Editor's note: With the animated film Robots opening this Friday, we asked one of our critics, a self-professed robot nerd, to compile this list of the best robots in film history.
I have a weird fascination with robots. Part of it is that I am a boy. Another part is that I like science fiction. But I think there's more to it than that: I feel a weird tension about robots that hints at something deeper.
On one hand, I think robots are darn cool. When I doodle, I doodle pictures of robots. And for the magazine I edit, Campus Life, we even built our own robot (I love my job) out of a water heater and duct work. And when I look at my movie collection, well, I see lots of robots.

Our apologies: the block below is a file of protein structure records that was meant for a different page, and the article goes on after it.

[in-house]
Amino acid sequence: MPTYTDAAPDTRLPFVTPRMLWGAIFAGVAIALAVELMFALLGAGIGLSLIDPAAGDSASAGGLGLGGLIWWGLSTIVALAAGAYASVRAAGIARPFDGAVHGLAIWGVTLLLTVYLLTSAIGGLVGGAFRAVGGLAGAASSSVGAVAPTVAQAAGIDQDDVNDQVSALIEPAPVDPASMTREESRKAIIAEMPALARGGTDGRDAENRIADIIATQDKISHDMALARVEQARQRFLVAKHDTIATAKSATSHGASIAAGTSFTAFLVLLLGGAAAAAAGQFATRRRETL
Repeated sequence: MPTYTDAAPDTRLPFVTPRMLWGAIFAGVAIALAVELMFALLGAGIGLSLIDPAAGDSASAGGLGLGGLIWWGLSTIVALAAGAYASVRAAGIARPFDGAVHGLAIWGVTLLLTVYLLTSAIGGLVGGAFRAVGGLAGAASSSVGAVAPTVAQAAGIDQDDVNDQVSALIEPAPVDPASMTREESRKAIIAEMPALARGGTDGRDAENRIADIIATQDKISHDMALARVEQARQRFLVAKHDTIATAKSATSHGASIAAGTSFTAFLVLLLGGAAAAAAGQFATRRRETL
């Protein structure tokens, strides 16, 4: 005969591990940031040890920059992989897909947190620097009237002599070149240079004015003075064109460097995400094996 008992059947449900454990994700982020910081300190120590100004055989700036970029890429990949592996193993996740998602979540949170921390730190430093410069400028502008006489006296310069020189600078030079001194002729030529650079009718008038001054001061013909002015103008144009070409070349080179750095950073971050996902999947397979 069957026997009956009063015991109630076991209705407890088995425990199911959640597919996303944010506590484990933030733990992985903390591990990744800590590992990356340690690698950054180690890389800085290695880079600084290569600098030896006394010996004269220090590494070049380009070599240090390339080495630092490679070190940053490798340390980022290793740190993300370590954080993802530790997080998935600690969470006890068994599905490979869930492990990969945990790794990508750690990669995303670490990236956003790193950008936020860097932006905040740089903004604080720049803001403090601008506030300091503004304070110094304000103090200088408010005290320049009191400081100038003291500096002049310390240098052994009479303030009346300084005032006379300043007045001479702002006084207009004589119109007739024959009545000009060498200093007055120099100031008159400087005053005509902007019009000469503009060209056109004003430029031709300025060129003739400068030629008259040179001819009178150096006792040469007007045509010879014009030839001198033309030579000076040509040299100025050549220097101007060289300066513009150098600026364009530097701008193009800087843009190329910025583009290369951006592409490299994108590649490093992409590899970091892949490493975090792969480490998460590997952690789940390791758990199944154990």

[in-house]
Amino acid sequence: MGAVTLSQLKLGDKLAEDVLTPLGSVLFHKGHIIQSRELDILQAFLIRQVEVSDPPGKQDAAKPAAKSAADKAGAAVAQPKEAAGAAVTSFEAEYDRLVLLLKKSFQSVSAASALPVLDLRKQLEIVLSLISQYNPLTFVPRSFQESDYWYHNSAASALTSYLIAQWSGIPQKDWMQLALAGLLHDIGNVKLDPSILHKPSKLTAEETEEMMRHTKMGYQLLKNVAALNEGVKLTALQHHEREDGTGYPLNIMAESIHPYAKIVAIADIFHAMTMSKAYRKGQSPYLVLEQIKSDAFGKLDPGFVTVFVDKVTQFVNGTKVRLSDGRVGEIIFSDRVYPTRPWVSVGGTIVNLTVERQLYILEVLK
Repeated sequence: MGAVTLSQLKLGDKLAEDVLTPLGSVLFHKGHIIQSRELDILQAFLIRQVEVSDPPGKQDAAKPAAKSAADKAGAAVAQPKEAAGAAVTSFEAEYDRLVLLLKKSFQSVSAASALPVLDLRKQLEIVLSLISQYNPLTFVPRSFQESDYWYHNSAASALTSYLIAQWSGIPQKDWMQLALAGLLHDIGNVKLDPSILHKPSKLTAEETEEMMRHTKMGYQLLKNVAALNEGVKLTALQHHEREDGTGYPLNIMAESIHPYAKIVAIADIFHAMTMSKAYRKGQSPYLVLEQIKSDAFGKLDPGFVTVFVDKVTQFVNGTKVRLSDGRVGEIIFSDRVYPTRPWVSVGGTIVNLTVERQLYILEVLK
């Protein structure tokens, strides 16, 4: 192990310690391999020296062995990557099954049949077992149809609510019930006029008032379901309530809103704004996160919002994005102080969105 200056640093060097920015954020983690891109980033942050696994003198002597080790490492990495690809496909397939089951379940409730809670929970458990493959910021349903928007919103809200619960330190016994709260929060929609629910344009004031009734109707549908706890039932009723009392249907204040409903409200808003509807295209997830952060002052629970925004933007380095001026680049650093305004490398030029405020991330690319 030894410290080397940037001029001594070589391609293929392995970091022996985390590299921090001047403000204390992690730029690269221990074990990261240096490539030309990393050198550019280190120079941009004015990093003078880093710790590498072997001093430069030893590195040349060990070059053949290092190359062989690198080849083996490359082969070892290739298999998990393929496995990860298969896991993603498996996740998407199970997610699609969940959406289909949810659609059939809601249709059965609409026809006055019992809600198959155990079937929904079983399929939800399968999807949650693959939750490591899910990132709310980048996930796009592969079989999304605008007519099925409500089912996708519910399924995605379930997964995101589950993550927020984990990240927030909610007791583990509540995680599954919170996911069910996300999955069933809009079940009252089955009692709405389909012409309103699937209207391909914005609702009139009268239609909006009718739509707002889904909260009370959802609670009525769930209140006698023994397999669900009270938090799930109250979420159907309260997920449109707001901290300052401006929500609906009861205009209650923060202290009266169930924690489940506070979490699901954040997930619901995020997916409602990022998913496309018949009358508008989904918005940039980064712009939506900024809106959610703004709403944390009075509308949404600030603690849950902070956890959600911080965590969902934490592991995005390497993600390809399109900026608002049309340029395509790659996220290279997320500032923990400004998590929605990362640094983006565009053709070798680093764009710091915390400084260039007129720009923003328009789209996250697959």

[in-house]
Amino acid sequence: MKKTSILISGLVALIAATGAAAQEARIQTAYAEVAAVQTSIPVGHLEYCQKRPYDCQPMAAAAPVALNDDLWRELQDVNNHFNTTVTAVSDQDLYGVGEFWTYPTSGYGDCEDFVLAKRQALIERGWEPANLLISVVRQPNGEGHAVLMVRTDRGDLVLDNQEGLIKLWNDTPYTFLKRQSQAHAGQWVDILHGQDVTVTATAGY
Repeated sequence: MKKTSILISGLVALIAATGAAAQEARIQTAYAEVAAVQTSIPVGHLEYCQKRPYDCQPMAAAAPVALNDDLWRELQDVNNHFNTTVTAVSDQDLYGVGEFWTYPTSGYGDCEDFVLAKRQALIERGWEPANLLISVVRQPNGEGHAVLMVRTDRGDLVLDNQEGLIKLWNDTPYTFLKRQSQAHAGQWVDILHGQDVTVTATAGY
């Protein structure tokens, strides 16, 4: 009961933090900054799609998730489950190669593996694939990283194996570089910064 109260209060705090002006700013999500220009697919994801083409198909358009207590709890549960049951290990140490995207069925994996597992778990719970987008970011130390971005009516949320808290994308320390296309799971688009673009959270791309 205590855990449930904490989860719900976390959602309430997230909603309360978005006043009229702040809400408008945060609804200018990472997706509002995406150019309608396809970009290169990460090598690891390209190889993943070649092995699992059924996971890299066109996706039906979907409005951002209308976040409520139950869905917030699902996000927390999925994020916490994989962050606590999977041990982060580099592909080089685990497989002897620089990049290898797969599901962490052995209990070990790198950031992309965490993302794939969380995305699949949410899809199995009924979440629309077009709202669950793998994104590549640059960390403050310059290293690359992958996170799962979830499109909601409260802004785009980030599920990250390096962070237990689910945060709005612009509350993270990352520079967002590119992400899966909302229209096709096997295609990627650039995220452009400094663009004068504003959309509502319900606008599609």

But there's another side of my robo-fascination: they scare the crud out of me. I have dreams about fighting armies of cyborgs. I get chills when I read about new developments in robotics. Even the invention of the robot vacuum made me think, "Yup, this is how the rise of the machines begins!"
I'm not alone in feeling this almost intrinsic love/hate tension with technology. Science fictions films have tapped this theme for decades. On one hand you have the friendly, helper robots that in the 1950s we believed would come along any day to change our lives. And on the other hand, you have the terrifying killer robots who can't be stopped even though we created them. I think these two kinds of film robots show that while we embrace the good technology can provide, we are frightened of the bad. We like the convenience but fear the loss of humanity or the threat of rebellion.
But robot movies are not always about machine vs. human. They're also a staple of sci-fi, a genre that often probes the human condition. Because robots seem so close to being human—but ...1